Gianluca Scamacca is turning into Sebastien Haller 2.0 at West Ham

KIERAN GILL: Gianluca Scamacca is fast turning into Sebastien Haller 2.0 at West Ham – the Hammers need goals to survive and David Moyes cannot afford to leave the £35.5m striker rotting among the substitutes

  • Gianluca Scamacca was an unused substitute as West Ham drew with Aston Villa
  • David Moyes said the Italian striker’s ‘physical data’ is not at the level required
  • Scamacca’s situation feels reminiscent of Sebastien Haller’s time at West Ham

A few weeks back, a West Ham source mentioned Gianluca Scamacca’s conduct in training wasn’t impressing his coaches. ‘He’s chucked it,’ claimed the contact.

There was no sugarcoating the situation, though at the time, Scamacca was still working his way back from a knee complaint and could be given the benefit of the doubt.

But since then, he has been an unused substitute in four Premier League games in a row, including Sunday’s 1-1 draw with Aston Villa which prompted boos at full time.

When Danny Ings was removed after 86 minutes, it wasn’t the only striker sitting on the bench that David Moyes turned to. It was Maxwel Cornet, the winger who is still returning after five months away due to a calf injury.

Scamacca had been sent out to warm up twice. He was fully kitted up, sitting in his West Ham strip on the running track in readiness. Yet he never made it off the bench at the London Stadium and walked down the tunnel at full time, clearly irritated.

Gianluca Scamacca was an unused substitute again as West Ham’s drew 1-1 with Aston Villa

Maxwel Cornet was preferred by David Moyes as a late substitute at the London Stadium 

Moyes said Scamacca’s ‘physical data’ was among the reasons to leave the striker on the bench

Moyes’ reasoning was he thought Cornet would break behind Villa’s defence and he did, albeit he couldn’t time his runs right. Yet the manager said his other reason for snubbing Scamacca in their race against relegation was to do with the £35.5million signing’s ‘physical data’.

Moyes said it is not meeting his requirements and that it is his job to ‘put out the players who you think are going to win for you’. That, apparently, does not include Scamacca, their 24-year-old Italy international.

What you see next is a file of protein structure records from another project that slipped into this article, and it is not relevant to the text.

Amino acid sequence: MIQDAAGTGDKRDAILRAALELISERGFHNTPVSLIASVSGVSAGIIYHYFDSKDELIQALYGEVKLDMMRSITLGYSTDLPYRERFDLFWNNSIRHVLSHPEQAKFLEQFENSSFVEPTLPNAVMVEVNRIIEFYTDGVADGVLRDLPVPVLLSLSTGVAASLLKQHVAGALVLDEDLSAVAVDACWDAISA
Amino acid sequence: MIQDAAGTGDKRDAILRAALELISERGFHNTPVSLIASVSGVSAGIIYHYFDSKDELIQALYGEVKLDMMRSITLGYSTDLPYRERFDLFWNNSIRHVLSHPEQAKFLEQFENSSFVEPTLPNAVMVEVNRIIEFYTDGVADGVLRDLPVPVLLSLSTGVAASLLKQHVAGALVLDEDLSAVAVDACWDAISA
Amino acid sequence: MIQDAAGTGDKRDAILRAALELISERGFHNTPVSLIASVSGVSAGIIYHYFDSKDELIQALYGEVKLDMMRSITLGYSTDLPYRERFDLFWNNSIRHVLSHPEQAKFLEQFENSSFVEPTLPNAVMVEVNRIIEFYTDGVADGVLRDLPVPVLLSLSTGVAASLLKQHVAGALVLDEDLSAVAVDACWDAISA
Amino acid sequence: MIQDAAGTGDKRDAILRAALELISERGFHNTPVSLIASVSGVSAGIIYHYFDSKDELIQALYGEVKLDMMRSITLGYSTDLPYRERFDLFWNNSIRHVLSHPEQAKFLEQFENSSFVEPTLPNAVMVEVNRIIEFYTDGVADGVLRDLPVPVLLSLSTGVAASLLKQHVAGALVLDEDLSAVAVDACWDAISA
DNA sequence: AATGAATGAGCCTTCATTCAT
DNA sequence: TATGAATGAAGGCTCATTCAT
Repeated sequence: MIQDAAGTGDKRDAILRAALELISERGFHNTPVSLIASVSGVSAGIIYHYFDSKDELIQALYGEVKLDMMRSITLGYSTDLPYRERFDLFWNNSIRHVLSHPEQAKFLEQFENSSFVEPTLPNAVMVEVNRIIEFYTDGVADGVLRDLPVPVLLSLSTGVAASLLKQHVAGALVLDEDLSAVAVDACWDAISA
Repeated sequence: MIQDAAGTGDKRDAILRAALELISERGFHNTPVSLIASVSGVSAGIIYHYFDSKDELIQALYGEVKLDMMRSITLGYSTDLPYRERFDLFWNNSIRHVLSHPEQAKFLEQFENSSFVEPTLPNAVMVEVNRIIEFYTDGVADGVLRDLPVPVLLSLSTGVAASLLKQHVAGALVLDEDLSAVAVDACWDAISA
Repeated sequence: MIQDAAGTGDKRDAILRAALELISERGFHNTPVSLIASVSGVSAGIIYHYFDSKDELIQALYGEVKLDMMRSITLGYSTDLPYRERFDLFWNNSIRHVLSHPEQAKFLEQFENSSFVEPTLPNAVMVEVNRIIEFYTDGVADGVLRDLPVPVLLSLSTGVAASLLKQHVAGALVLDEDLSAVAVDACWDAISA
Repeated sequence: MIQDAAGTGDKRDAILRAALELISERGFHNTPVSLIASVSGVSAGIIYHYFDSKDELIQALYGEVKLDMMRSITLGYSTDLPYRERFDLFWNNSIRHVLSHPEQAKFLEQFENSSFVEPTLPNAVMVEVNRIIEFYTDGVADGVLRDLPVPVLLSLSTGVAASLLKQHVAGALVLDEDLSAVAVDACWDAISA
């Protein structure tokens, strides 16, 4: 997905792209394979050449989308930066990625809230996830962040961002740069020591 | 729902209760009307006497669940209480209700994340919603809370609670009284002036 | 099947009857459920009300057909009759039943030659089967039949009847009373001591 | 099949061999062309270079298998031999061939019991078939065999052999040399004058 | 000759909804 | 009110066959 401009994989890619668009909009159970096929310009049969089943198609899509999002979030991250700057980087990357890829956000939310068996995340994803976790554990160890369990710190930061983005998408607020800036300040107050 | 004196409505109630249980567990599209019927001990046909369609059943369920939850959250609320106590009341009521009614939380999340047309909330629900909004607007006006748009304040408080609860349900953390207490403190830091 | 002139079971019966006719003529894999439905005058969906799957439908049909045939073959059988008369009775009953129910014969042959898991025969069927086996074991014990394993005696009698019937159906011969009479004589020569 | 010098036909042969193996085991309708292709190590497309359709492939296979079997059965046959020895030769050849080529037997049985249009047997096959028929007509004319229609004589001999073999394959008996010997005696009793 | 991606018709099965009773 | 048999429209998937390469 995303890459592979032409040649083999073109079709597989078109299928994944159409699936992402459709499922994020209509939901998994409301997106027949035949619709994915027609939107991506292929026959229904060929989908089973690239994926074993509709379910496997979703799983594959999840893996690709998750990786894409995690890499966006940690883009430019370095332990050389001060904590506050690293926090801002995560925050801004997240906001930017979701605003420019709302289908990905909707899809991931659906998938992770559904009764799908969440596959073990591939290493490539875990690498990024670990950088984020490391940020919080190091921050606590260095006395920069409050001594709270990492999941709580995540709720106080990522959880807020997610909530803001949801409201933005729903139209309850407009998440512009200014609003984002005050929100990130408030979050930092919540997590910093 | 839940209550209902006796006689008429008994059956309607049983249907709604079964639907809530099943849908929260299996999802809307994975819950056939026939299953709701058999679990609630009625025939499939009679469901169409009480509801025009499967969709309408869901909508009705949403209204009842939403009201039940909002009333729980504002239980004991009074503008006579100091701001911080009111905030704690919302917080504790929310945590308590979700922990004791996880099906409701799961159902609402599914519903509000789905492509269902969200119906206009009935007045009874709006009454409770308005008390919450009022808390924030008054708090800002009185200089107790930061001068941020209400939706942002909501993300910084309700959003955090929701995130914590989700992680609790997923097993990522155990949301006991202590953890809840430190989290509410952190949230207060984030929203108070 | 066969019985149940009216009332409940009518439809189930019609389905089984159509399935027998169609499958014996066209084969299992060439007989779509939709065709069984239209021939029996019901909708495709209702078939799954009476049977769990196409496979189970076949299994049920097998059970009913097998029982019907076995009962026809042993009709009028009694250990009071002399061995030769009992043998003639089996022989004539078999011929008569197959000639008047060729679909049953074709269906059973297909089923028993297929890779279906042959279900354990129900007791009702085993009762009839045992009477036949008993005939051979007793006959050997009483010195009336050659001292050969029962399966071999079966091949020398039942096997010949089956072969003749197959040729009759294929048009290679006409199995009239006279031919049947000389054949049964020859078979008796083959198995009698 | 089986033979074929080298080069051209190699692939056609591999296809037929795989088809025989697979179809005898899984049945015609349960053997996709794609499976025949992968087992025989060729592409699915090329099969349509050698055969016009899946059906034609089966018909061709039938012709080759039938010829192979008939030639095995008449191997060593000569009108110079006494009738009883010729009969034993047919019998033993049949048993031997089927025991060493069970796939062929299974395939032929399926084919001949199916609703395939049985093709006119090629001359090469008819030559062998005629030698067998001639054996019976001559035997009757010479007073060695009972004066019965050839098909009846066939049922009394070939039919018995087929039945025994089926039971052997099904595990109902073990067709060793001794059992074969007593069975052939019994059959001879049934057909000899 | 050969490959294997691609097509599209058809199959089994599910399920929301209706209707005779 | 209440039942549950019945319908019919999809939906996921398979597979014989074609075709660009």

Of course this is only one side of the story. The other side is Scamacca’s.

He thought he was signing for a club going places last summer. West Ham had just finished seventh in the Premier League and reached the semi-finals of the Europa League. Instead he’s walked into a scrap for survival.

Paris Saint-Germain wanted Scamacca initially where he would have won Ligue 1 at a canter. But West Ham won his signature after agreeing to pay Sassuolo’s valuation. Amid all this, it is understandable why Scamacca may be wondering what might have been.

Scamacca’s situation brings back memories of Sebastien Haller, the striker signed from Eintracht Frankfurt for £45m in 2019 and then sold to Ajax for £20m in 2021.

Scamacca thought he had signed for a club on the up after a successful campaign last season

Sebastien Haller endured a difficult spell under Moyes at West Ham before thriving for Ajax

Scamacca could be a suitable strike partner to Danny Ings in West Ham’s pursuit of goals

Haller has since spoken about how he and Moyes were ‘trapped together’ because he wasn’t the sort of striker for his sort of system. The fear is West Ham are experiencing deja vu with Scamacca.

Yet when West Ham signed Scamacca, they knew what they were getting. They weren’t signing someone to burst in behind back lines. They were purchasing a 6ft 5in centre forward who can meet crosses – which might have been useful in the final few moments of Sunday’s 1-1 draw with Villa – and can link up with his fellow forwards.

Scamacca has looked sharp when on the pitch and could be a suitable strike partner to Ings if Moyes decides two up top is worth trying.

Regardless of what Moyes is seeing in training that he does not like, West Ham need goals if they are to stay in the Premier League. The longer this £35.5m striker is left to rot among the substitutes, the odder it feels.

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